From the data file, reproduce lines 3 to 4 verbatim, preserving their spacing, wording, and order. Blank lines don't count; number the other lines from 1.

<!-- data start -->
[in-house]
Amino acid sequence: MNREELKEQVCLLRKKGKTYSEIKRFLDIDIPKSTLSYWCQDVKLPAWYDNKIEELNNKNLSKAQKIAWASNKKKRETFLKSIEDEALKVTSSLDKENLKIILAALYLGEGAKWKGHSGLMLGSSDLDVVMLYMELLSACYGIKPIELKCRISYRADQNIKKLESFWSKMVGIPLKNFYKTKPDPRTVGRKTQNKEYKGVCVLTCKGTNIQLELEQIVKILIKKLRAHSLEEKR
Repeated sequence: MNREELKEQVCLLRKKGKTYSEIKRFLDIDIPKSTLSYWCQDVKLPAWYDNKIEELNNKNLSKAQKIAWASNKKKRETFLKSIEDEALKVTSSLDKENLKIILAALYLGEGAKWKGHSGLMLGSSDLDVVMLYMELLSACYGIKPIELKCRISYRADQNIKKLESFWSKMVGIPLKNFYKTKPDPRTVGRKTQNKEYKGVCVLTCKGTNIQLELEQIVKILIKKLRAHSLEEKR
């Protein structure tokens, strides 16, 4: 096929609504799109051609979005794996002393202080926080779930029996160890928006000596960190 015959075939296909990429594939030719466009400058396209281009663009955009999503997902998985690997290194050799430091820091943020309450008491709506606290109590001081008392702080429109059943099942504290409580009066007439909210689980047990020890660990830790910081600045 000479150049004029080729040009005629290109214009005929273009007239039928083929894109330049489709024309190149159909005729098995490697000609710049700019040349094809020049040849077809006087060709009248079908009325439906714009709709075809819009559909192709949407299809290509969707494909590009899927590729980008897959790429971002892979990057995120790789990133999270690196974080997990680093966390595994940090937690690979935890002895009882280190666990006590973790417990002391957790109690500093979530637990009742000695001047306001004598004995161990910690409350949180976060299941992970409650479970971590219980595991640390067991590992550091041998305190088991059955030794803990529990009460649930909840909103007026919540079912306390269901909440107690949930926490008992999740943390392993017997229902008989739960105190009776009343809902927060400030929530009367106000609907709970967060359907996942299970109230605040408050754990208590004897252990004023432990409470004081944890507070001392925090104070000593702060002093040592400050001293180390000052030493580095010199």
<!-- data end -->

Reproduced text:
Repeated sequence: MNREELKEQVCLLRKKGKTYSEIKRFLDIDIPKSTLSYWCQDVKLPAWYDNKIEELNNKNLSKAQKIAWASNKKKRETFLKSIEDEALKVTSSLDKENLKIILAALYLGEGAKWKGHSGLMLGSSDLDVVMLYMELLSACYGIKPIELKCRISYRADQNIKKLESFWSKMVGIPLKNFYKTKPDPRTVGRKTQNKEYKGVCVLTCKGTNIQLELEQIVKILIKKLRAHSLEEKR
């Protein structure tokens, strides 16, 4: 096929609504799109051609979005794996002393202080926080779930029996160890928006000596960190 015959075939296909990429594939030719466009400058396209281009663009955009999503997902998985690997290194050799430091820091943020309450008491709506606290109590001081008392702080429109059943099942504290409580009066007439909210689980047990020890660990830790910081600045 000479150049004029080729040009005629290109214009005929273009007239039928083929894109330049489709024309190149159909005729098995490697000609710049700019040349094809020049040849077809006087060709009248079908009325439906714009709709075809819009559909192709949407299809290509969707494909590009899927590729980008897959790429971002892979990057995120790789990133999270690196974080997990680093966390595994940090937690690979935890002895009882280190666990006590973790417990002391957790109690500093979530637990009742000695001047306001004598004995161990910690409350949180976060299941992970409650479970971590219980595991640390067991590992550091041998305190088991059955030794803990529990009460649930909840909103007026919540079912306390269901909440107690949930926490008992999740943390392993017997229902008989739960105190009776009343809902927060400030929530009367106000609907709970967060359907996942299970109230605040408050754990208590004897252990004023432990409470004081944890507070001392925090104070000593702060002093040592400050001293180390000052030493580095010199």